Directing Actors is a studio course that critically explores the theory and practice of directing actors on screen. Each week in a hands-on workshop setting, graduate students study diverse methods for scene study, auditioning, rehearsing, visualizing relationships, blocking for the camera, directing and re-directing actors in a variety of filmed scenes.

FILM 5021 [3.0] Process Cinema
P. Hoffman
Winter 2022

Process Cinema explores a creative tradition in alternative filmmaking that is improvisational and interactive. Through this process-driven methodology, the screenplay as governing document is replaced by a fluid integration of writing, shooting and editing, not necessarily in that order. Drawing upon a range of readings and screenings, students will explore this method of working through practical exercises and research projects.

FILM 5050 [3.0] Documentary Workshop
A. Kazimi
Winter 2022

Advanced production techniques and production management skills are practised through short workshop projects designed to prepare students for thesis work.

FILM 5070 [3.0] Hybrid Fiction
Winter 2022

This hands-on studio course explores the meanings and methods of hybrid fiction techniques, as utilized by contemporary film/video artists working across a variety of genres. Students investigate a broad range of realist and non-realist dramatic modes: dogme and melodrama, improv and mockumentary, re-enactment and split screen.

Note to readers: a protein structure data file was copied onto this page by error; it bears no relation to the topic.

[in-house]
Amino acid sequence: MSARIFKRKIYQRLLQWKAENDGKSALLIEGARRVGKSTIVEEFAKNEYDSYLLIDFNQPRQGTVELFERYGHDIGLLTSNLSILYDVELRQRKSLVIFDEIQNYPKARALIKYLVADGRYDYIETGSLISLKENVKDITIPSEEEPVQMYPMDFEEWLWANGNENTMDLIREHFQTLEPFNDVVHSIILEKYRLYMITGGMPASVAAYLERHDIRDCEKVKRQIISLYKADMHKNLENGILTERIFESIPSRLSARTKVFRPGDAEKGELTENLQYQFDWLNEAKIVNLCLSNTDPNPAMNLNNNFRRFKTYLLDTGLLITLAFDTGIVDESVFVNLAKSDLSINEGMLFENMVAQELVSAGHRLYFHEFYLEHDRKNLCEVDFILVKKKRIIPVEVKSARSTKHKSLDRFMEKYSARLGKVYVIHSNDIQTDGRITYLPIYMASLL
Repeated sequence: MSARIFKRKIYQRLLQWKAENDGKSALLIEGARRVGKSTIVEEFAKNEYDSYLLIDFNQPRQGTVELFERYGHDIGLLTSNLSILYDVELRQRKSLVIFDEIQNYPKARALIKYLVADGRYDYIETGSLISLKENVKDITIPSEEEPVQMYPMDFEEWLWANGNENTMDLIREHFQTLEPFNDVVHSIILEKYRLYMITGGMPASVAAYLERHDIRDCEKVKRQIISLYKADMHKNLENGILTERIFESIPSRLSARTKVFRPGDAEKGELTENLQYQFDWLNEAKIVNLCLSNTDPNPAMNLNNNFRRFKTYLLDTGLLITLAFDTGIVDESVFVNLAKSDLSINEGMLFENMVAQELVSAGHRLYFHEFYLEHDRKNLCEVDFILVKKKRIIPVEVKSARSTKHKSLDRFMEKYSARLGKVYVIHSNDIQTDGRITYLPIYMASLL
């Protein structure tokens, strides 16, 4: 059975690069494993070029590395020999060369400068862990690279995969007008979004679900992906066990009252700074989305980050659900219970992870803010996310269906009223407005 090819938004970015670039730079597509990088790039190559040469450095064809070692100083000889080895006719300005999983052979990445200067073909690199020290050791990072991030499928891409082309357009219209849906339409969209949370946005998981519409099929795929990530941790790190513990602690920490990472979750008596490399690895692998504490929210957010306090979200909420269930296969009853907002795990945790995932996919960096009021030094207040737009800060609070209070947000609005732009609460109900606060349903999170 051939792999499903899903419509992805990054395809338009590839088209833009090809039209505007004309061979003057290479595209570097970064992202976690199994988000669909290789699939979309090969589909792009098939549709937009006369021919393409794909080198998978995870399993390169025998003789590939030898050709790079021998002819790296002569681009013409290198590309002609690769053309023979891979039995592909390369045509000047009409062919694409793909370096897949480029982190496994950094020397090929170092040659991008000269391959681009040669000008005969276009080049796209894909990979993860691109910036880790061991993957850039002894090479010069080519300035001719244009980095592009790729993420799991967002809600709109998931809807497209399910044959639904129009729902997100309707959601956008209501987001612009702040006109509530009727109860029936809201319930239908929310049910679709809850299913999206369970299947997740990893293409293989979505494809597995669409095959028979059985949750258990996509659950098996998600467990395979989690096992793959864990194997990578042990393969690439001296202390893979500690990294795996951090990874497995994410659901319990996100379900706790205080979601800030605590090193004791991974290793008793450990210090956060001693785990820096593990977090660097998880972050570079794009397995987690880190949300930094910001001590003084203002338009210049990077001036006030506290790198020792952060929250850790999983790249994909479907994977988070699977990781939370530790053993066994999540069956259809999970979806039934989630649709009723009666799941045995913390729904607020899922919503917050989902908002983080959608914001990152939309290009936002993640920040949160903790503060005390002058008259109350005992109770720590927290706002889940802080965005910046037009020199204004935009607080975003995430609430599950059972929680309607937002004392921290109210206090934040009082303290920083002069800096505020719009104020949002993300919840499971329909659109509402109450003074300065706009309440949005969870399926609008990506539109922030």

FILM 5300 [3.0] Independent producing
I. Veninger
Fall 2021

This first-year collaborative workshop course will provide guidance to students to focus on the thesis development in the conception, writing, and anticipated execution of their thesis projects.

FILM 5400 [3.0] Graduate Seminar
M. Becker
Fall /Winter 2021-22

Previously offered courses include:

  • FILM 5030A [3.0] Cinematography
  • FILM 5020B [3.0] Activist Video-making
  • FILM 5031 [3.0] Technical Workshop/Advanced Production
  • FILM 5040 [3.0] Documentaries Without Borders
  • FILM 5041 [3.0] Technical Workshop/Advanced Post–Prod.
  • FILM 5060 [3.0] Editing
  • FILM 5290 [3.0] Principles & Practice of Digital Stereoscopic 3D Cinema

Screenwriting Graduate Courses

Courses Offered in Screenwriting

FILM 5110 [3.0] Screenwriting
H. Wiseman
Fall 2021

This course analyzes the writing of fictional and non-fictional scripts from the perspectives of script idea, story, character, dialogue and background atmosphere and includes practical assignments in scriptwriting and student presentations of work in progress.